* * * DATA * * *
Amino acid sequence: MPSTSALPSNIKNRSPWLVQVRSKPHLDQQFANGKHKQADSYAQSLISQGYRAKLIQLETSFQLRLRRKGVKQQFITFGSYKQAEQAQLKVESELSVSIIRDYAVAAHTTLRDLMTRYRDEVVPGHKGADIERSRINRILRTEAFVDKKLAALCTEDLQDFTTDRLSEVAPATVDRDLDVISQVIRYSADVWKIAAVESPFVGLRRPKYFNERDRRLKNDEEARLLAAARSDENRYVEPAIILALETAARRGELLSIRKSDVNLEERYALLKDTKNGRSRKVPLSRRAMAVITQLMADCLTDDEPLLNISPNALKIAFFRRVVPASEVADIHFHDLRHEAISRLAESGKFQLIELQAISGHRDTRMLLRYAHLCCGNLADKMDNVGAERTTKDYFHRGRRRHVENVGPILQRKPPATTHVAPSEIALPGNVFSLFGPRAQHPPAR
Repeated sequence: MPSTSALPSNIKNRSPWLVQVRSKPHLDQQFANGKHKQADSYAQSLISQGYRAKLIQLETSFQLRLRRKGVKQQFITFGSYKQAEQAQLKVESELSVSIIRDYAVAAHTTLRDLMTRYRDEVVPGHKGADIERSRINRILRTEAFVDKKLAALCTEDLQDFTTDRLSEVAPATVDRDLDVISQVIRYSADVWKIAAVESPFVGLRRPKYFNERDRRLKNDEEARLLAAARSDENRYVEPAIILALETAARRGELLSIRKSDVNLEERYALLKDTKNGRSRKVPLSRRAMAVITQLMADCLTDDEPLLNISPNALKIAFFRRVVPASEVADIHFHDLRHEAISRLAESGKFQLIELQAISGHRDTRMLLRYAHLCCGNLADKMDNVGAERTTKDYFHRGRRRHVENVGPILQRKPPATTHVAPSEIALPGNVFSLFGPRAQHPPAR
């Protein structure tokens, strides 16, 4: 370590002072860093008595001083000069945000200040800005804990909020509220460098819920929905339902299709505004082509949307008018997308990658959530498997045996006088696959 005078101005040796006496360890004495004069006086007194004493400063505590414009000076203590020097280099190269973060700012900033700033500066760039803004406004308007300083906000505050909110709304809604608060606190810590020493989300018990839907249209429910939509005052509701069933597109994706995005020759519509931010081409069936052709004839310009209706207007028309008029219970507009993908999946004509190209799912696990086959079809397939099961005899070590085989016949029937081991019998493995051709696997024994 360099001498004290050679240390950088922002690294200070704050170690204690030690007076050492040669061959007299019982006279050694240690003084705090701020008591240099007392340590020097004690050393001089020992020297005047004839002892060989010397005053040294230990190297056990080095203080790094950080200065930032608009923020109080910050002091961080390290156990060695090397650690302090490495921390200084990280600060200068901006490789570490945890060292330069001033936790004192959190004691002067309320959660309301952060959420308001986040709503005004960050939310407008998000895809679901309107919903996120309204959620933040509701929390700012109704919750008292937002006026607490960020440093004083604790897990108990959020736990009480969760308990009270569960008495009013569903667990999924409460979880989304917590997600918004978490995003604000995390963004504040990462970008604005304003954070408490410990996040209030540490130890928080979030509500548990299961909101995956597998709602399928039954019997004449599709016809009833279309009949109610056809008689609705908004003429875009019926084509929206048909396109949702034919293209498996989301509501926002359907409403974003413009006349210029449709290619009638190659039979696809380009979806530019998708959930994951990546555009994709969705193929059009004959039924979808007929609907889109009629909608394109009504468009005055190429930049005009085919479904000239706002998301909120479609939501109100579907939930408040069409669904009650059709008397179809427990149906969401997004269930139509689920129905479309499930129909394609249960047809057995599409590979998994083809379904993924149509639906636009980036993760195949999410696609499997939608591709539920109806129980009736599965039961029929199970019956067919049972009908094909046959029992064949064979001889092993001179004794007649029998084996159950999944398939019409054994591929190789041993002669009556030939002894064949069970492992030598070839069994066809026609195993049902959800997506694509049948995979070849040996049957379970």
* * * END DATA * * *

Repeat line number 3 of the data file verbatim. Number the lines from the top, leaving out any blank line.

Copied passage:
């Protein structure tokens, strides 16, 4: 370590002072860093008595001083000069945000200040800005804990909020509220460098819920929905339902299709505004082509949307008018997308990658959530498997045996006088696959 005078101005040796006496360890004495004069006086007194004493400063505590414009000076203590020097280099190269973060700012900033700033500066760039803004406004308007300083906000505050909110709304809604608060606190810590020493989300018990839907249209429910939509005052509701069933597109994706995005020759519509931010081409069936052709004839310009209706207007028309008029219970507009993908999946004509190209799912696990086959079809397939099961005899070590085989016949029937081991019998493995051709696997024994 360099001498004290050679240390950088922002690294200070704050170690204690030690007076050492040669061959007299019982006279050694240690003084705090701020008591240099007392340590020097004690050393001089020992020297005047004839002892060989010397005053040294230990190297056990080095203080790094950080200065930032608009923020109080910050002091961080390290156990060695090397650690302090490495921390200084990280600060200068901006490789570490945890060292330069001033936790004192959190004691002067309320959660309301952060959420308001986040709503005004960050939310407008998000895809679901309107919903996120309204959620933040509701929390700012109704919750008292937002006026607490960020440093004083604790897990108990959020736990009480969760308990009270569960008495009013569903667990999924409460979880989304917590997600918004978490995003604000995390963004504040990462970008604005304003954070408490410990996040209030540490130890928080979030509500548990299961909101995956597998709602399928039954019997004449599709016809009833279309009949109610056809008689609705908004003429875009019926084509929206048909396109949702034919293209498996989301509501926002359907409403974003413009006349210029449709290619009638190659039979696809380009979806530019998708959930994951990546555009994709969705193929059009004959039924979808007929609907889109009629909608394109009504468009005055190429930049005009085919479904000239706002998301909120479609939501109100579907939930408040069409669904009650059709008397179809427990149906969401997004269930139509689920129905479309499930129909394609249960047809057995599409590979998994083809379904993924149509639906636009980036993760195949999410696609499997939608591709539920109806129980009736599965039961029929199970019956067919049972009908094909046959029992064949064979001889092993001179004794007649029998084996159950999944398939019409054994591929190789041993002669009556030939002894064949069970492992030598070839069994066809026609195993049902959800997506694509049948995979070849040996049957379970």